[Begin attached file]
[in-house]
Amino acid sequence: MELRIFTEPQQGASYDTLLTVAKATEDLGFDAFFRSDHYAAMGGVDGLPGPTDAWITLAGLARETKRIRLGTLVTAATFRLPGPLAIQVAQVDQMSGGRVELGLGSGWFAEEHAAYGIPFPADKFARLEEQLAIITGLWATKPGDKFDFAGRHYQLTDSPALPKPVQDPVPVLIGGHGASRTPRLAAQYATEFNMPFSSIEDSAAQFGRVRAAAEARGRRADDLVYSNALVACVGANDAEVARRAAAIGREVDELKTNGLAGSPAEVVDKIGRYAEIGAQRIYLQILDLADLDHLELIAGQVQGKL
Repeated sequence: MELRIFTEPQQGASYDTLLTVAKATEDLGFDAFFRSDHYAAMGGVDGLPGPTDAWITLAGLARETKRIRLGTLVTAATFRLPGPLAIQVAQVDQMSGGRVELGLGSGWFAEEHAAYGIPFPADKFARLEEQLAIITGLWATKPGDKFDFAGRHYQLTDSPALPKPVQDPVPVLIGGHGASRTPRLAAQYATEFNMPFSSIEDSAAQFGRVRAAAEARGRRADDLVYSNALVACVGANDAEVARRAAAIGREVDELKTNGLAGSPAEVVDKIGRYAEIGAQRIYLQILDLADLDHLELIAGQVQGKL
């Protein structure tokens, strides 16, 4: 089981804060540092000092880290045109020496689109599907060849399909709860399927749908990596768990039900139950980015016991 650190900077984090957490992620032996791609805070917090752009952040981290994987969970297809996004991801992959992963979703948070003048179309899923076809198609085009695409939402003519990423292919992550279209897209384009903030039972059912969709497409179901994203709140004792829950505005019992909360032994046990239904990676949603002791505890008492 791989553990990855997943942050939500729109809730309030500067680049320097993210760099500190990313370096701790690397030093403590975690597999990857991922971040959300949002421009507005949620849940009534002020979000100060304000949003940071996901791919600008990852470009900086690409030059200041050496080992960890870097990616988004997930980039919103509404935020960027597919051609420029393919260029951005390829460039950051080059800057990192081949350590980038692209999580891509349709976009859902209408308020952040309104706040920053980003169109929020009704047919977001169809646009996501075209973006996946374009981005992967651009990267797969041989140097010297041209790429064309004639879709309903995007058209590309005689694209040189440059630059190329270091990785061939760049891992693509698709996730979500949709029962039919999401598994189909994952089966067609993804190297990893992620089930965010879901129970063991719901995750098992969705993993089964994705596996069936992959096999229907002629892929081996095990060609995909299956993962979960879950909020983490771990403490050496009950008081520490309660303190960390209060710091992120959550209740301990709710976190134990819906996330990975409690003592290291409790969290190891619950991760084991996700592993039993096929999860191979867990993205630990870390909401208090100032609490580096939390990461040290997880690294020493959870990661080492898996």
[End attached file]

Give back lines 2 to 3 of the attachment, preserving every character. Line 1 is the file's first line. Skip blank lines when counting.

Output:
Amino acid sequence: MELRIFTEPQQGASYDTLLTVAKATEDLGFDAFFRSDHYAAMGGVDGLPGPTDAWITLAGLARETKRIRLGTLVTAATFRLPGPLAIQVAQVDQMSGGRVELGLGSGWFAEEHAAYGIPFPADKFARLEEQLAIITGLWATKPGDKFDFAGRHYQLTDSPALPKPVQDPVPVLIGGHGASRTPRLAAQYATEFNMPFSSIEDSAAQFGRVRAAAEARGRRADDLVYSNALVACVGANDAEVARRAAAIGREVDELKTNGLAGSPAEVVDKIGRYAEIGAQRIYLQILDLADLDHLELIAGQVQGKL
Repeated sequence: MELRIFTEPQQGASYDTLLTVAKATEDLGFDAFFRSDHYAAMGGVDGLPGPTDAWITLAGLARETKRIRLGTLVTAATFRLPGPLAIQVAQVDQMSGGRVELGLGSGWFAEEHAAYGIPFPADKFARLEEQLAIITGLWATKPGDKFDFAGRHYQLTDSPALPKPVQDPVPVLIGGHGASRTPRLAAQYATEFNMPFSSIEDSAAQFGRVRAAAEARGRRADDLVYSNALVACVGANDAEVARRAAAIGREVDELKTNGLAGSPAEVVDKIGRYAEIGAQRIYLQILDLADLDHLELIAGQVQGKL